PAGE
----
RE: Internal meme? - the what and the where

Chris Lofting (
Thu, 23 Sep 1999 11:40:22 +1000

From: "Chris Lofting" <>
To: <>
Subject: RE: Internal meme? - the what and the where
Date: Thu, 23 Sep 1999 11:40:22 +1000
In-Reply-To: <>

> -----Original Message-----
> From: []On Behalf
> Of John C. 'Buck' Field
> Sent: Thursday, 23 September 1999 5:17
> To:
> Subject: RE: Internal meme? - the what and the where
> Would you further agree that an idea can be communicated from one
> brain to another
> brain, sometimes with high fidelity?

The use of emotion allows resonance. A communication is in the form of a
pattern that elicits resonance and so a shared meaning. This works between
individuals and between individal and culture and even across cultures.

The degree of meaning depends on education, experience etc but a rough sense
can be transmitted in that at the general level we 'look' for complex
what/where elements.

It is the in-built what/where that allows every member of the species to
make themselves understood to some degree to every other member of the
species regardless of local language.

The in-built what/where allows us to use feedback to enhance the input and
so try to pre-empt elements of the message -- this allows for
miscomunications as well in that we 'see' more than what is there or else
confuse contexts and the feedback takes over to become 'the message'.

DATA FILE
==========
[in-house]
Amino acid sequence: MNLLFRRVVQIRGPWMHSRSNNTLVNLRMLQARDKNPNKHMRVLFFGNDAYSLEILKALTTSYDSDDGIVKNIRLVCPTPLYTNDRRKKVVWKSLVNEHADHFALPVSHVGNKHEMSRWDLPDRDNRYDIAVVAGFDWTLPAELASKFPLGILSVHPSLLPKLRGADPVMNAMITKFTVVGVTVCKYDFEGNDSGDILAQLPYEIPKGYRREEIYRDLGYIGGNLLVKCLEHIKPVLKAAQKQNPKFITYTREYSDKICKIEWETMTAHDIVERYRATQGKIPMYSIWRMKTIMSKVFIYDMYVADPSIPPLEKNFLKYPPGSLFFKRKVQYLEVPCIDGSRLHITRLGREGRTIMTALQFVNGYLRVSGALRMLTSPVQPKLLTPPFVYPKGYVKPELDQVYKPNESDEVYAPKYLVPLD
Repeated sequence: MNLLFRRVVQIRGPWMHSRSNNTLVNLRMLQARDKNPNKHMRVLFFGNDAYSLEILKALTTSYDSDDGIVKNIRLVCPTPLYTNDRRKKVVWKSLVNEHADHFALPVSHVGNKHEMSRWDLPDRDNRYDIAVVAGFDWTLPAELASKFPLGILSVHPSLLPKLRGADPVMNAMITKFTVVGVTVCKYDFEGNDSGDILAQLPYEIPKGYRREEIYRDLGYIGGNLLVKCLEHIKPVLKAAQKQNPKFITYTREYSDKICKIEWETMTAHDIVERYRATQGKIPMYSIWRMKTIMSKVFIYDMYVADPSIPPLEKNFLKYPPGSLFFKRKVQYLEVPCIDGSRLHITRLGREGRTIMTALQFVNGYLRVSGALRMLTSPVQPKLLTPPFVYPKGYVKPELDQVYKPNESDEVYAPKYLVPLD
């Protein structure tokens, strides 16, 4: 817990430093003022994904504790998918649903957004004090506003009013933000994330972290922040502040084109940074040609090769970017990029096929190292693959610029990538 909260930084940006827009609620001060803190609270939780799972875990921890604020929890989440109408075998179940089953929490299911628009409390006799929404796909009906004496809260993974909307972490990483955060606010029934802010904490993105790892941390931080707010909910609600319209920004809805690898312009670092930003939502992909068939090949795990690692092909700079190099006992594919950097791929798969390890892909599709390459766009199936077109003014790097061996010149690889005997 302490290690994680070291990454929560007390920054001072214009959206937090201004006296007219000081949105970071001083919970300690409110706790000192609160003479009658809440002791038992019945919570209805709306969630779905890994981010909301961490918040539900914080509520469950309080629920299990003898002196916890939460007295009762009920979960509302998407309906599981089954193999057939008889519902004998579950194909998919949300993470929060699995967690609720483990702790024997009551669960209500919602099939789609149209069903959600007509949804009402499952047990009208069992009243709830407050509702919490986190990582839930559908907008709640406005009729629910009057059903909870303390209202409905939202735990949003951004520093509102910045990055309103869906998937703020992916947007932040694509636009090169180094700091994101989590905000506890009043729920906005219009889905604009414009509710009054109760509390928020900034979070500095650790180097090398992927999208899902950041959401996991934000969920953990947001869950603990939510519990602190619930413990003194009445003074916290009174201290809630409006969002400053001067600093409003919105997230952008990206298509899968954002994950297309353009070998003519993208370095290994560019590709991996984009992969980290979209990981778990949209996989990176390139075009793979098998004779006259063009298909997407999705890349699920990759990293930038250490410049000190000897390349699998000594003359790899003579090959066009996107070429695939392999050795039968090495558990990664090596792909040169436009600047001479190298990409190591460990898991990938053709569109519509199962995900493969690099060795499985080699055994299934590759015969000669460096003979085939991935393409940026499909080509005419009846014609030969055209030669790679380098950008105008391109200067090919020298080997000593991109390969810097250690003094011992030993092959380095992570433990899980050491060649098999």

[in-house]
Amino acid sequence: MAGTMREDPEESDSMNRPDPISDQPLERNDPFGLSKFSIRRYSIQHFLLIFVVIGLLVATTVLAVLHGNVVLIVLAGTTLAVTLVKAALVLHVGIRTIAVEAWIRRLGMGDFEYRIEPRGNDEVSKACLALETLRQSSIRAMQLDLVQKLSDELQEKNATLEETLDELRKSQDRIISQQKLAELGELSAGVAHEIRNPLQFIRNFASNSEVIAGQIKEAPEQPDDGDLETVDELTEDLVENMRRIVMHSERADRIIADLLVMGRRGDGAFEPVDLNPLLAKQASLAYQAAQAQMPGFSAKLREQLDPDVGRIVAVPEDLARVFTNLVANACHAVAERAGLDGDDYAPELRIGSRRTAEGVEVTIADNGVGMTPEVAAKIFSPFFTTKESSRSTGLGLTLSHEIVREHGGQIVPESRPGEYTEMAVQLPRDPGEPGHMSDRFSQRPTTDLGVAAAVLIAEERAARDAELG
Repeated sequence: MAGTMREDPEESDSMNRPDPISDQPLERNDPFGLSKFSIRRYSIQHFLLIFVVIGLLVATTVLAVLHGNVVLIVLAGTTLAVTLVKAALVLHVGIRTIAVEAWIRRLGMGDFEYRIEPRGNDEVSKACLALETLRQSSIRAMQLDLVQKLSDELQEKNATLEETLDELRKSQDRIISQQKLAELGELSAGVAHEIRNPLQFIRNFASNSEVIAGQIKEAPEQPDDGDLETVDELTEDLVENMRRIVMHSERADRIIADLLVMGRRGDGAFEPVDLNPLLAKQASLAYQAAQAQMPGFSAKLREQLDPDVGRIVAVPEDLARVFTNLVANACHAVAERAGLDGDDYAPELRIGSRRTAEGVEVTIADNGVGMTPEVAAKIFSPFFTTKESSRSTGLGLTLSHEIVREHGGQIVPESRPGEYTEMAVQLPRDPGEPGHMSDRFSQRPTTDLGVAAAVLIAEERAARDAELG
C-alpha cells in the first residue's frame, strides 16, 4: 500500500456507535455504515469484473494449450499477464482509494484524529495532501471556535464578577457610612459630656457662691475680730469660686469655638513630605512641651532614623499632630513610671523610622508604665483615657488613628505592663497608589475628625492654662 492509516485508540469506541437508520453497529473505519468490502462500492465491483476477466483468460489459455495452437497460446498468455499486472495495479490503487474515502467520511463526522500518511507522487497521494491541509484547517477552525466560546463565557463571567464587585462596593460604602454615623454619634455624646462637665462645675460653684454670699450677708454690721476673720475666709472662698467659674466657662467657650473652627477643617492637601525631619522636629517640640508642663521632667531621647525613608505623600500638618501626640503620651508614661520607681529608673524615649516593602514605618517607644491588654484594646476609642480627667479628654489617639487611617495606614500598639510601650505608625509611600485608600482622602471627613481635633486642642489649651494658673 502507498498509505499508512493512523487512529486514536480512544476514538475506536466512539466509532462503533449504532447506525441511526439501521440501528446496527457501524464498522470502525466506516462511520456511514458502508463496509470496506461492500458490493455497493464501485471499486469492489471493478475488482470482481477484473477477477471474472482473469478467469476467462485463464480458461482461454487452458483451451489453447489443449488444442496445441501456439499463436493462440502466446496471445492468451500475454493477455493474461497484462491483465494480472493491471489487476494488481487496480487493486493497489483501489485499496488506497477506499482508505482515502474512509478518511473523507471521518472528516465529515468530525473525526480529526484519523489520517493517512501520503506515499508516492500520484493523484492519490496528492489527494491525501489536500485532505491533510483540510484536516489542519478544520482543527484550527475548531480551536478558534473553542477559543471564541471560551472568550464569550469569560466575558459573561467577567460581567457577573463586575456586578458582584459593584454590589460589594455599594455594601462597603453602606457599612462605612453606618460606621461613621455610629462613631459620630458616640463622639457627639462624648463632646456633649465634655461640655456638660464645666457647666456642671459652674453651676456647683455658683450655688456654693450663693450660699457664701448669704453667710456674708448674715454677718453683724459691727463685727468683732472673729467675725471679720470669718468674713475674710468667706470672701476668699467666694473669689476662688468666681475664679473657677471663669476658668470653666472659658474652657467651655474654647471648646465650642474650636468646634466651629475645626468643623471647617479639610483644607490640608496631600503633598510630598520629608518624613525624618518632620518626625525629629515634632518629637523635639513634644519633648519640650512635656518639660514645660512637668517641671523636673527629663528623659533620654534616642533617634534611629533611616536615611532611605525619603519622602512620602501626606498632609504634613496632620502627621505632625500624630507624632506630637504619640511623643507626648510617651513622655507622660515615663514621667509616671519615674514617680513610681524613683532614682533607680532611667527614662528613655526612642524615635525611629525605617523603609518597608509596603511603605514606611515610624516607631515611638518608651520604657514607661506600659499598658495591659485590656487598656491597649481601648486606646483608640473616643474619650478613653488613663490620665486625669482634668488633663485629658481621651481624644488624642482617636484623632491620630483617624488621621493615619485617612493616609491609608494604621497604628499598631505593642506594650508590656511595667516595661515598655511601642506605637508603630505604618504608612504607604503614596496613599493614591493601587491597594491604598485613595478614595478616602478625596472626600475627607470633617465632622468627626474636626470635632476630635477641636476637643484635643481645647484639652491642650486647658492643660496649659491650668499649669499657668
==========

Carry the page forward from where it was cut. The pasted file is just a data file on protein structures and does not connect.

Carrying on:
Empathy/sympathy reflect strong resonance where the received message is
structured enough such that we experience pretty closely what the message
sender is experiencing (or wants us to experience). Emotion is the only way
of getting someone to share your 'space'. Modulated in the form of music,
poetry adds to the experience; the more diverse sensory data in the message
the stronger it is experienced/remembered.

An idea is transmitted as a sequence of complex what/where distinctions,
which can include a 'holistic' form in that a single sound/vision etc can
elicit a complex resonance (especially to the more experienced who pickup
harmonics within the message that set off a flood of associations that can
take-over. Pushing peoples 'buttons' can achieve this where the response far
outweighs the stimulus.)

The use of emotions allows for superpositions where multiple meanings can
share the same 'space', the wave metaphor is the most appropriate form for
describing emotions since superpositions are a natural property.


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